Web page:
A Clean and Renewable Electricity Standard
NHA supports passage of a strong, national Clean and Renewable Electricity Standard. A Clean and Renewable Electricity Standard would ask America’s electrical utilities to generate a certain percentage of their electricity from hydropower and other sources of renewable electricity.
Policymakers have long included hydropower in state-level programs because they recognize that growing our hydropower resources helps keep electricity reliable and affordable. A federal policy can multiply those benefits dramatically, potentially supporting over 1.4 million cumulative jobs in the hydropower sector alone.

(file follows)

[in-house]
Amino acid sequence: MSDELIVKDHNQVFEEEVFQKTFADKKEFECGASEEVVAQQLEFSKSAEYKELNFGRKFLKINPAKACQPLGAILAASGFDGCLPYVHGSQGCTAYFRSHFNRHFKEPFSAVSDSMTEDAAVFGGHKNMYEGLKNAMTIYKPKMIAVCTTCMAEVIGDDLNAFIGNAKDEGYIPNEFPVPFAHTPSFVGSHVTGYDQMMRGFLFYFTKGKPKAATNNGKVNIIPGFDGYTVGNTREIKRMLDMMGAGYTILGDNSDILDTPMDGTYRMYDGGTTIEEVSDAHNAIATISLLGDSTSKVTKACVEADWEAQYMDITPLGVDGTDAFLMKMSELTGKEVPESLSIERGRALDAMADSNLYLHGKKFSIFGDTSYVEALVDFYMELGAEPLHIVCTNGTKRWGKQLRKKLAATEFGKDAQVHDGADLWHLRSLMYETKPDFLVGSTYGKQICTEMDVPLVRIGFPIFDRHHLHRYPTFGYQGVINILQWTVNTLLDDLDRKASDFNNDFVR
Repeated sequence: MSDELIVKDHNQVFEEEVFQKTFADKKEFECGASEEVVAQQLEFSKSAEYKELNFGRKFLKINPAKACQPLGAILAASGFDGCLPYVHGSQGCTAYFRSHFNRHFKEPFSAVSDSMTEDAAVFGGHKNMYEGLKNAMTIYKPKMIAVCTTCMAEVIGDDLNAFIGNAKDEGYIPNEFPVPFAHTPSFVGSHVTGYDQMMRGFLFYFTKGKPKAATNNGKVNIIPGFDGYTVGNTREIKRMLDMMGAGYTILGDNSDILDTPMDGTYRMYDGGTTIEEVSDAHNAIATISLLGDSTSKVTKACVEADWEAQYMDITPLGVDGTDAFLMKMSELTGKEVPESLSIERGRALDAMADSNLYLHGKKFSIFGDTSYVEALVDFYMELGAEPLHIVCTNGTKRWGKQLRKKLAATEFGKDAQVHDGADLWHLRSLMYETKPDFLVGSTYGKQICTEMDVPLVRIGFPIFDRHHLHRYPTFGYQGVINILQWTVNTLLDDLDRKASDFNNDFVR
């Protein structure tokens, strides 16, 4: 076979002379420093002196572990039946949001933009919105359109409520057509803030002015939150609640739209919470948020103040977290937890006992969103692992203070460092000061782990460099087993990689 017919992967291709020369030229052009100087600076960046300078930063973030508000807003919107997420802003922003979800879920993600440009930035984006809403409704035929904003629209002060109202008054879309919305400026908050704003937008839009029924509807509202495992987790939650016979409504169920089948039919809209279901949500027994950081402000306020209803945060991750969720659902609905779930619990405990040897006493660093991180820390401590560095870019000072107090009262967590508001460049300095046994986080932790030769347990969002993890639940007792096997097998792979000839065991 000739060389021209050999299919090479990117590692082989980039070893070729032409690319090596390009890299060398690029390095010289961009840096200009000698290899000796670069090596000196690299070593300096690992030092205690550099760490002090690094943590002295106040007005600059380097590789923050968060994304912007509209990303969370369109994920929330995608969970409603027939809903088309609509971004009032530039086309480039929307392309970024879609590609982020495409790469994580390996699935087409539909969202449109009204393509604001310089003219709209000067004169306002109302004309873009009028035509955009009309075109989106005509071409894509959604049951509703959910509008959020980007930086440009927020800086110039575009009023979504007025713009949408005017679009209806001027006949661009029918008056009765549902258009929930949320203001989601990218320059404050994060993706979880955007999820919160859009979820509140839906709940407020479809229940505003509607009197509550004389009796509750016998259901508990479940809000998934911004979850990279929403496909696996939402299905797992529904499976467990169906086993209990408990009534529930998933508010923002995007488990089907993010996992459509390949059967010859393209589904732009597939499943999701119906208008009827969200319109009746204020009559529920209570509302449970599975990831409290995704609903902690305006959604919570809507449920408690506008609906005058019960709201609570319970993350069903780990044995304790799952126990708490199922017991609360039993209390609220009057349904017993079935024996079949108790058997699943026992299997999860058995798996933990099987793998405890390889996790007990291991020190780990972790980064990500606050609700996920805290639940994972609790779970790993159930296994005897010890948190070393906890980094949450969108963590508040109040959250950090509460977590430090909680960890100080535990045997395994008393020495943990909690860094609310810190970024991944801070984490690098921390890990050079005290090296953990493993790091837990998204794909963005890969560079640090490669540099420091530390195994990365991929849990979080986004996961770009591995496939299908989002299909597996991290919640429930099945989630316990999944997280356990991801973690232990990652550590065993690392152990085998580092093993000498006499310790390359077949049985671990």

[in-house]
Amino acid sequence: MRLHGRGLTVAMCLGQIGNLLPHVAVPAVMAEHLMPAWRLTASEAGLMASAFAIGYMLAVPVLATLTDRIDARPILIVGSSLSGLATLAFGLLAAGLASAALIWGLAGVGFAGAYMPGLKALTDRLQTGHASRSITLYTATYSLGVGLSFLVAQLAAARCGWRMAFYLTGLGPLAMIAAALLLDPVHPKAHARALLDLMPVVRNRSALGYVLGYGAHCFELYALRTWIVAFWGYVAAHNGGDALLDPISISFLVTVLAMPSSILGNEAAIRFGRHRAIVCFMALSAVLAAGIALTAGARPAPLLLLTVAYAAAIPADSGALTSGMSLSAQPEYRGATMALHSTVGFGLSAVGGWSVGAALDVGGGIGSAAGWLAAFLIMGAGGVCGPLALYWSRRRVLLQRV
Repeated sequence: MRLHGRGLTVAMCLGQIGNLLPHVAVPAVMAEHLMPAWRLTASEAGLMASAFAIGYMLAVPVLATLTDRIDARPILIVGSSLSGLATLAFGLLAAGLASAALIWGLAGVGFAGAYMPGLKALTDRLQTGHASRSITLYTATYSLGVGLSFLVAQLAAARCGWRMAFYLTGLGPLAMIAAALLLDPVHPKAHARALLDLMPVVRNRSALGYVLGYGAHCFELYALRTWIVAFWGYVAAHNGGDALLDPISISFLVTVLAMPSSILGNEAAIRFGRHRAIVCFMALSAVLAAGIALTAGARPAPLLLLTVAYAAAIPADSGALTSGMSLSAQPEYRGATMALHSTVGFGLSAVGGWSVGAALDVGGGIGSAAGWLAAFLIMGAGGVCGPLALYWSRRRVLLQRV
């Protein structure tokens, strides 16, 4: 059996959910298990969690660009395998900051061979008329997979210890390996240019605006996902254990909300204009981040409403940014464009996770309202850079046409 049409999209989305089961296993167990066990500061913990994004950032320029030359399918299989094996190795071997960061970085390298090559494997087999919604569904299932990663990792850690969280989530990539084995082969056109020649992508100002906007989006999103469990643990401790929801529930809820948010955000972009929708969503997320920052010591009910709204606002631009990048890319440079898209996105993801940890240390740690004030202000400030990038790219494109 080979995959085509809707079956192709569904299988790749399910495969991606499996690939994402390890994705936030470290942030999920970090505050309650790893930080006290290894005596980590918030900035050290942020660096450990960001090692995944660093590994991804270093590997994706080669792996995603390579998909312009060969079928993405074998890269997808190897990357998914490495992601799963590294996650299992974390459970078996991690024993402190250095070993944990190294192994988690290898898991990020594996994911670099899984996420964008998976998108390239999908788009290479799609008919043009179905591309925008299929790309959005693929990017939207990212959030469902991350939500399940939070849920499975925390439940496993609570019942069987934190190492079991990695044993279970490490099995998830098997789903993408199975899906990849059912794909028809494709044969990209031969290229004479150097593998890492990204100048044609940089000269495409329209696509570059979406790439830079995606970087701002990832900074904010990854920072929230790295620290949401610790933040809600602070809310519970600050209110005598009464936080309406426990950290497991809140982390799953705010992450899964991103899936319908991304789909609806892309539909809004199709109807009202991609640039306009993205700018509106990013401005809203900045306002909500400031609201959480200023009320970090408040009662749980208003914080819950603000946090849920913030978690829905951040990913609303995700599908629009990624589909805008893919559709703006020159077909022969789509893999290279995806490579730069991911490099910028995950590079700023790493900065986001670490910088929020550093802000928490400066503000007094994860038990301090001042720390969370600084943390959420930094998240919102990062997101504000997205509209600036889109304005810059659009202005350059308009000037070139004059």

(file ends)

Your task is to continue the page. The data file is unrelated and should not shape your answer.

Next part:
Just like hydropower, a renewable electricity standard has a long history of bipartisan backing. In the 111th Congress (2009-2010), multiple proposals were introduced that included support for hydropower resources. NHA supported proposals which, at a minimum, did the following:
- Provided recognition of the clean air benefits of existing hydropower projects by backing generation from these projects out of the retailer’s base amount of electricity sales to which the RES applies.
- Recognized as qualifying renewable resources: incremental hydropower (additions of capacity or increases in efficiency at existing hydro facilities); converting existing non-powered dams to generation resources; and marine and hydrokinetic technologies.
As discussions in the 112th Congress once again turn to a renewable energy standard or the possibility of a clean and renewable energy standard, NHA encourages continued dialogue on how the benefits of hydropower can be recognized under such a policy through possible expansion of the definition of qualified resources.